BoaterEd
BoaterEd
Home | Profile | Register | Active Topics | Members | Search | FAQ
 All Forums
 Clubs - Organized Clubs, Cruises and Activities
 HRCC - Hudson River & Inland NY waters
 Radio check, radio check

Note: You must be registered in order to post a reply.
To register, click here. Registration is FREE!

Screensize:
UserName:
Password:
Format Mode:
Format: BoldItalicizedUnderlineStrikethrough Align LeftCenteredAlign Right Horizontal Rule Insert HyperlinkInsert EmailInsert Image Insert CodeInsert QuoteInsert List Insert Smilie
   
Message:

* HTML is OFF
* Forum Code is ON

 
Check here to subscribe to this topic.
   

T O P I C    R E V I E W
HOGAN Posted - Jun 04 2013 : 08:33:40
Instead of clogging up the airwaves, and hoping someone responds, you can use the Sea Tow automated radio check, which allows YOU to hear your own transmission - not someone else's interpretation of how it sounds. In the Haverstraw Bay area, use channel 24 - which will connect you to the antenna in Ossining.

http://www.seatow.com/boating-safety/automated-radio-checks
24   L A T E S T    R E P L I E S    (Newest First)
Billylll Posted - Jun 10 2013 : 21:38:34
quote:
Originally posted by rommer

quote:
Originally posted by Billylll

Harlan got to watch me spin it in 60mph plus gusting winds, to this day I'm not sure how I did it.
Bill



Skill!



And that day a lot of luck.
rommer Posted - Jun 10 2013 : 21:16:02
quote:
Originally posted by Billylll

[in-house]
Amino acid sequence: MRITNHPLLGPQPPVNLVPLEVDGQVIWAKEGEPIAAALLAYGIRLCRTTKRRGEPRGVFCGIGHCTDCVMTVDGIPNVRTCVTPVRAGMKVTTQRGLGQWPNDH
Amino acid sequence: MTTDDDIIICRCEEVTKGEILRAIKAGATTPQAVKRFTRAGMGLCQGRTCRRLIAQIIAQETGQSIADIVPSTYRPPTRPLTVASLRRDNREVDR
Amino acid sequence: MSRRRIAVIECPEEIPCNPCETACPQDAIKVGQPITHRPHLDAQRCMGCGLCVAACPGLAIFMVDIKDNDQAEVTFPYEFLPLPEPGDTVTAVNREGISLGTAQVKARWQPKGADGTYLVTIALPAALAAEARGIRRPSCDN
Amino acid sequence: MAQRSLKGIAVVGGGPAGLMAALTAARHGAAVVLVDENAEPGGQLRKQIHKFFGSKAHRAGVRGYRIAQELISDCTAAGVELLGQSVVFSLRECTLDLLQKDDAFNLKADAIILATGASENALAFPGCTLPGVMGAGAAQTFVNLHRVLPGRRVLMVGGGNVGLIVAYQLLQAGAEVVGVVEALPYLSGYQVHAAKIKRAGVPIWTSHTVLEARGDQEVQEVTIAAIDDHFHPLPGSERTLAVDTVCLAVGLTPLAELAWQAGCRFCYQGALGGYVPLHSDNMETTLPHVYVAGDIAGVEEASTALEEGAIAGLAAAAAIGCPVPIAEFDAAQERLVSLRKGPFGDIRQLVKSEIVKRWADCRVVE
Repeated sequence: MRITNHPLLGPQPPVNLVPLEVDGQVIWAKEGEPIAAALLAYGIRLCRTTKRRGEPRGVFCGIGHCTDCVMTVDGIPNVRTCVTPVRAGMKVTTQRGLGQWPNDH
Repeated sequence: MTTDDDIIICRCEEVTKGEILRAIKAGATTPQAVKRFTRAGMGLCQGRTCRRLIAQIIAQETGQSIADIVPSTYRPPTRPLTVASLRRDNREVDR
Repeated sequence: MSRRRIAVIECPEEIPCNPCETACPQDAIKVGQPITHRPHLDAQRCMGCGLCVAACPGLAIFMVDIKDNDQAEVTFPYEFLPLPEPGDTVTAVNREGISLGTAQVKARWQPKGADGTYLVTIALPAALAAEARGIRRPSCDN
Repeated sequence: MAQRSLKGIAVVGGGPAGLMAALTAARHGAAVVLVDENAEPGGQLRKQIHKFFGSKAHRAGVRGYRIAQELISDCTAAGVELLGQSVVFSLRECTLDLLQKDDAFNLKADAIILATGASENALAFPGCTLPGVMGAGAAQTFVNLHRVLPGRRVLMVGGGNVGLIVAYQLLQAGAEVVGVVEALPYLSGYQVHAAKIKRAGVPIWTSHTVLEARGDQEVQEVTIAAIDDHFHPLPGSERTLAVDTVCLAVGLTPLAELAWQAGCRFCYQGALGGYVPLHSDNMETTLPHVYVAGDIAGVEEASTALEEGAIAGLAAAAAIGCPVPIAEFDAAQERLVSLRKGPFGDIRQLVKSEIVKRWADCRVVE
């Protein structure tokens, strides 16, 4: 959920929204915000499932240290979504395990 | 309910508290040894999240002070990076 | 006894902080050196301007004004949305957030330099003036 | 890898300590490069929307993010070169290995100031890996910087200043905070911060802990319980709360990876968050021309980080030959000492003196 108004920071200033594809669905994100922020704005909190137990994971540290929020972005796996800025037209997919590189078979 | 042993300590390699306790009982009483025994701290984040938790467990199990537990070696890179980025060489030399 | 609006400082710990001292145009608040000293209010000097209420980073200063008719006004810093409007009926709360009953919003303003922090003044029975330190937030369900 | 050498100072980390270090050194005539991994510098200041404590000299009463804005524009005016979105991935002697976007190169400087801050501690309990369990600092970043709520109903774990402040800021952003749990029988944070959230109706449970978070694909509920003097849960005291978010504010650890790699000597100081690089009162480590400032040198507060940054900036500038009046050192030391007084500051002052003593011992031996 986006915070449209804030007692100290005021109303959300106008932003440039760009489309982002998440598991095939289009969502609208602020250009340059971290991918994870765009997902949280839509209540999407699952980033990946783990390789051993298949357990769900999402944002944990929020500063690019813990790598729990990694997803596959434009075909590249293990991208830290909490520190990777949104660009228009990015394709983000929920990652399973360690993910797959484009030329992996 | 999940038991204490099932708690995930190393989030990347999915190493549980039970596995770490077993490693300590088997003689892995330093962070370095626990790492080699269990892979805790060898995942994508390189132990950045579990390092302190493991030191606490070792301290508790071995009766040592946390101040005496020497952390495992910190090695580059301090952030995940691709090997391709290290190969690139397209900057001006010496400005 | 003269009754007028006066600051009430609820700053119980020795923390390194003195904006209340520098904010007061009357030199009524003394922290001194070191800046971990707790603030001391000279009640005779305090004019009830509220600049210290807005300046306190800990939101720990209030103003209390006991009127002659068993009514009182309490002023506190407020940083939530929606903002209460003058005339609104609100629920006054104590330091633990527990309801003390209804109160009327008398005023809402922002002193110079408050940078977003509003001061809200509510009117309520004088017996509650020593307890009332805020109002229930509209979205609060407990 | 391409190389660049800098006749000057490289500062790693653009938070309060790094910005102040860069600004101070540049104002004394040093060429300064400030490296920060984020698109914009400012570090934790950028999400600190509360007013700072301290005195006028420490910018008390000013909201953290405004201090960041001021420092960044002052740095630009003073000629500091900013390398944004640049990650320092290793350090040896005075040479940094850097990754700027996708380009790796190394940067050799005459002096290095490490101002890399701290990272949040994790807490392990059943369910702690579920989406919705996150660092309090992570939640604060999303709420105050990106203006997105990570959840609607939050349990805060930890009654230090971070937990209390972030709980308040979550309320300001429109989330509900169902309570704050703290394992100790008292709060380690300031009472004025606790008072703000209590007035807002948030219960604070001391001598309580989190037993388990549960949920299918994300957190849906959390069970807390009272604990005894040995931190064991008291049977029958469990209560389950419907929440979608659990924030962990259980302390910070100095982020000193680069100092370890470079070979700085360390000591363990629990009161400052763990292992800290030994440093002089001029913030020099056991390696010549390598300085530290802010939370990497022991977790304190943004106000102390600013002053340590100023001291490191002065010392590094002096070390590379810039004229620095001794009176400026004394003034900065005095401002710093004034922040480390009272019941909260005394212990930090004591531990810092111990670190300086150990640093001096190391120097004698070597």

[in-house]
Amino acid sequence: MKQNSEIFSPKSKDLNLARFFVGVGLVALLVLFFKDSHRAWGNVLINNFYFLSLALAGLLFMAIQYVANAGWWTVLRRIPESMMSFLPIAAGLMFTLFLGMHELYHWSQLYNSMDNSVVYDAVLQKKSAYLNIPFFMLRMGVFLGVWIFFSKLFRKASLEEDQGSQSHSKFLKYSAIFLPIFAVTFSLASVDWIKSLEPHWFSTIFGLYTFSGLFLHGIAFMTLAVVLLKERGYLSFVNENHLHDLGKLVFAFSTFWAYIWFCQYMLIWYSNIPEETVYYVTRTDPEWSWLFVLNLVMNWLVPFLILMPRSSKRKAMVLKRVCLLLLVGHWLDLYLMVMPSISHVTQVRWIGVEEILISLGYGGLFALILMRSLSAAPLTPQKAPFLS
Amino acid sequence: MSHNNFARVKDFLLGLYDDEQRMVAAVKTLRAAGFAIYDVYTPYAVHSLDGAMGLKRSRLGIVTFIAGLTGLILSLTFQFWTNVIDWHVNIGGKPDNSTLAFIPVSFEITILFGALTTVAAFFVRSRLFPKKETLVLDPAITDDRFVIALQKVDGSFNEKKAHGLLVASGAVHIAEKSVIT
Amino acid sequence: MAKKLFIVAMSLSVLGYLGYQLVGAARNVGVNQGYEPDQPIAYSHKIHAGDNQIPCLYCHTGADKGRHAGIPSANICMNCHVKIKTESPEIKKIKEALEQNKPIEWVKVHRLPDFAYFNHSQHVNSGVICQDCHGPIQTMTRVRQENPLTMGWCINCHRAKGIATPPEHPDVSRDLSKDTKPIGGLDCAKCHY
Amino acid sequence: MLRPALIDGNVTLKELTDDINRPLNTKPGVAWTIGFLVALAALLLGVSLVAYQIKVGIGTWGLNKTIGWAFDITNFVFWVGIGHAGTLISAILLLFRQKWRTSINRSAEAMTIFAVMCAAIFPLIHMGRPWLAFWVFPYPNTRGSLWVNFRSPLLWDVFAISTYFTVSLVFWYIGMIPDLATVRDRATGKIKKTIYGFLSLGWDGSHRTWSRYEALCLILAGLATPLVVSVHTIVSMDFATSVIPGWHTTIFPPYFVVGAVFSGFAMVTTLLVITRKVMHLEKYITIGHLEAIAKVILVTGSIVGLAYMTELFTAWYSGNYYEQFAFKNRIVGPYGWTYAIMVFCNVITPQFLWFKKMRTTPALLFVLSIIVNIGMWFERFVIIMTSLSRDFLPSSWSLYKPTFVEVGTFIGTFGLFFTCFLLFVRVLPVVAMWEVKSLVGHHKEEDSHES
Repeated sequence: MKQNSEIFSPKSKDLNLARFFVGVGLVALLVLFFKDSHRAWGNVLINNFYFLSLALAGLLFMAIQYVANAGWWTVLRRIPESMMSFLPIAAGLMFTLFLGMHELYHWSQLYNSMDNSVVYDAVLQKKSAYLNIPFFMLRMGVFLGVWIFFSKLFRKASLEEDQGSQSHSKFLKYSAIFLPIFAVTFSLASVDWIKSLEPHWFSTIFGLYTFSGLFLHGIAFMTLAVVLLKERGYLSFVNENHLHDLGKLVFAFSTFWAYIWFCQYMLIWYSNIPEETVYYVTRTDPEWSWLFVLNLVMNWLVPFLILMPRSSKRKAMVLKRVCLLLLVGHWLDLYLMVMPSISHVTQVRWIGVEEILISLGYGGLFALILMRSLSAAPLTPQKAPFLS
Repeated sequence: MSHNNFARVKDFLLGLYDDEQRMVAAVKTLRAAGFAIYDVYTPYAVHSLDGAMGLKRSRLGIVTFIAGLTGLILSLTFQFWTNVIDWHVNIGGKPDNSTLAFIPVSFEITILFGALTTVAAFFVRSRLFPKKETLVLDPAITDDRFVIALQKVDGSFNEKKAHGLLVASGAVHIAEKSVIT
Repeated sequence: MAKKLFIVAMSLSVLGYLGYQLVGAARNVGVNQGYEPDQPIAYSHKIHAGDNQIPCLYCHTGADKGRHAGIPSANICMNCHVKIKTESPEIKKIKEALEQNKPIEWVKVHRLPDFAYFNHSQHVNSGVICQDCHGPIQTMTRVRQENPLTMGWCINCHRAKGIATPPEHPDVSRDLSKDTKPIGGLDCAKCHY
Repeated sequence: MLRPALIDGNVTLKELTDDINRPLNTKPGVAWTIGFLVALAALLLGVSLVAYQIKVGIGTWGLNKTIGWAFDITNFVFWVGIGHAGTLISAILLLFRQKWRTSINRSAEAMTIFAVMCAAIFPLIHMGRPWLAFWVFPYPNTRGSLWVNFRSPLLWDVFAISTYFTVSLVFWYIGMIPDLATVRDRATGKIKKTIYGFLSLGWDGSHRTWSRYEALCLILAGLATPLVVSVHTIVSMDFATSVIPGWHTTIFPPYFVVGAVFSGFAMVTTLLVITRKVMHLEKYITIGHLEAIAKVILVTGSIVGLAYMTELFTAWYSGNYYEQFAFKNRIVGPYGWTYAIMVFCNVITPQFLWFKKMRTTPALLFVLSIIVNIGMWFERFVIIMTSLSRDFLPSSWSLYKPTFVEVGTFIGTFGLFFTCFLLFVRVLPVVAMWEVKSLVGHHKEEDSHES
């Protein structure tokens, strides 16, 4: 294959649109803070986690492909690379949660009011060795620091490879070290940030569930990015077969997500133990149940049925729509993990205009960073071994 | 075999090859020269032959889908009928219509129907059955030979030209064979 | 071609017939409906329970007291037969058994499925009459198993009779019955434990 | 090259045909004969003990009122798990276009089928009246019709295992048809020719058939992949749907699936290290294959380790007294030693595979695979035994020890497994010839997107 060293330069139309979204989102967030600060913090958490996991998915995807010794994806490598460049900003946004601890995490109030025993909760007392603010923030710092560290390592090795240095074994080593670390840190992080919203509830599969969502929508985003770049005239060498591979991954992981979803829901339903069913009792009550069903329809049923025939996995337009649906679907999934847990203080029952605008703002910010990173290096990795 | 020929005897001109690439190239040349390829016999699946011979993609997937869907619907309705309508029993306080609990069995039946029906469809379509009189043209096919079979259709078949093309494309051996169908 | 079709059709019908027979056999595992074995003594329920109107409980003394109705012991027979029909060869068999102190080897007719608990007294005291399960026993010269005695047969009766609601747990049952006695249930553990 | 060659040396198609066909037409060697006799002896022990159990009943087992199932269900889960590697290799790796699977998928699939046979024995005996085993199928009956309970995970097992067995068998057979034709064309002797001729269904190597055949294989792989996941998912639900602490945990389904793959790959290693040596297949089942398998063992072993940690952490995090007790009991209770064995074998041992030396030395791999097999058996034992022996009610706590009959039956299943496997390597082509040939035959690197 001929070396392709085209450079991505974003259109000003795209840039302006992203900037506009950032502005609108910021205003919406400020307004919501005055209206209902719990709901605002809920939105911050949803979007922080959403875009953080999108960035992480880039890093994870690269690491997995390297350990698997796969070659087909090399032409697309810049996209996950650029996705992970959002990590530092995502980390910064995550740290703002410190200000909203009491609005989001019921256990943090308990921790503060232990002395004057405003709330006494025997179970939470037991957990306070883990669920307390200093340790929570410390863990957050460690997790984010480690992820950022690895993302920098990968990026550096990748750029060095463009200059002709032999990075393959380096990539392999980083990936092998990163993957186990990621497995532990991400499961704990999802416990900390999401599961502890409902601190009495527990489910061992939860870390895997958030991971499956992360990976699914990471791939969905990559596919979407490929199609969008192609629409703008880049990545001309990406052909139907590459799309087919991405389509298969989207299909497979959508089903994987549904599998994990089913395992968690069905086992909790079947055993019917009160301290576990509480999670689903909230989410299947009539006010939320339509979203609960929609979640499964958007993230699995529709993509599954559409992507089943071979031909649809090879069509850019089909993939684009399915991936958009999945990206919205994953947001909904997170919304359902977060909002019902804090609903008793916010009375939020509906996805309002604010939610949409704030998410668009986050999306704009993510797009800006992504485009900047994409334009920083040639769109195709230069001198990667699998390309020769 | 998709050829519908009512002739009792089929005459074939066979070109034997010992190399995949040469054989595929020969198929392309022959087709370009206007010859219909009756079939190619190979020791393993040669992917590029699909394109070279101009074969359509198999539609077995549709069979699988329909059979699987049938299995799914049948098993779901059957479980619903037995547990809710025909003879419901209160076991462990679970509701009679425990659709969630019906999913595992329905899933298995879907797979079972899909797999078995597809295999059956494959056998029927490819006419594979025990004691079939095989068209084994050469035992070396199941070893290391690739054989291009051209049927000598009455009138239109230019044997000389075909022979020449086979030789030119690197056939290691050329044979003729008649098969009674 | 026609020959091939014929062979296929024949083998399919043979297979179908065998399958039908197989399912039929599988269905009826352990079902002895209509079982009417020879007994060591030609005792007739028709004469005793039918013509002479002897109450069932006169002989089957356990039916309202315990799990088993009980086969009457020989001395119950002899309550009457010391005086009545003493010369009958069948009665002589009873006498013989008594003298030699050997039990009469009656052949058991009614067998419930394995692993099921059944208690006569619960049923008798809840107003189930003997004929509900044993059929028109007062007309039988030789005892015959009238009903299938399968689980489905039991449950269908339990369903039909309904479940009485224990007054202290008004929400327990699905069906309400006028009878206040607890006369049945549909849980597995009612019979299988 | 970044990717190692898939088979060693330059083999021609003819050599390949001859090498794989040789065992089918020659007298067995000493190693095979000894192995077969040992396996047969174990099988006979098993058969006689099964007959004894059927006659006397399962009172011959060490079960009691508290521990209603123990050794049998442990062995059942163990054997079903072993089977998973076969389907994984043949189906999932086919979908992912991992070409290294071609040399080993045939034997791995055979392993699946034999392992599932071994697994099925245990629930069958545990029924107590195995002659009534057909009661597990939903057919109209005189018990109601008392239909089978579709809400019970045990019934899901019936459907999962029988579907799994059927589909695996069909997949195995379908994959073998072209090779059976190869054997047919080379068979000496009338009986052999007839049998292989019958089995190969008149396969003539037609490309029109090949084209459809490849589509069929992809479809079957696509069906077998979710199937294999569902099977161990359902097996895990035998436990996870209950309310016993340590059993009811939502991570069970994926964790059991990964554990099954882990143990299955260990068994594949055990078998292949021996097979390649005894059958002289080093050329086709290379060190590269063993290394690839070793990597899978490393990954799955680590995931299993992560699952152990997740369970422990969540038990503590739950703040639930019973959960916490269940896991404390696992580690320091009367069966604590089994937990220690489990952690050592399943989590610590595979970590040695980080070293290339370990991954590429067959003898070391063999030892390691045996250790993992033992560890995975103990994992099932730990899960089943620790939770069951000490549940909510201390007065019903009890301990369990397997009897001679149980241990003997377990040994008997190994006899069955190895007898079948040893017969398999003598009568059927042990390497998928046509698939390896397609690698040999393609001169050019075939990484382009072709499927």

Harlan got to watch me spin it in 60mph plus gusting winds, to this day I'm not sure how I did it.
Bill



Skill!

Billylll Posted - Jun 10 2013 : 20:12:29
quote:
Originally posted by Delivering Happiness

For some reason there is wind in my slip 24/7!!


Well it's pretty much the same here there is almost always wind most of the time out of the South which makes me look like an expert at docking. When it's a Northeast wind well that pushes me away from the dock and into the marsh. Hogan, Walter V and Dave R have seen my docking arrangement I have to spin the boat 180 degrees and my bow pulpit actually hangs over marsh. No real room for error. Speaking of storms Harlan got to watch me spin it in 60mph plus gusting winds, to this day I'm not sure how I did it.
Bill
BoatCrazy Posted - Jun 10 2013 : 19:19:52
"I glad to hear you weren't in busy marina when you practiced this make a lot more sense to me now!'

I might be young and dumb, but I am not that dumb lol


Delivering Happiness Posted - Jun 10 2013 : 19:05:29
For some reason there is wind in my slip 24/7!!
Audrey II Posted - Jun 10 2013 : 19:03:20
I have docked my boat in the wind many times but not because I choose to go end in the wind, I have been caught in a surprise storm and yes I did just fine but I would never knowingly go out just to practice in the wind!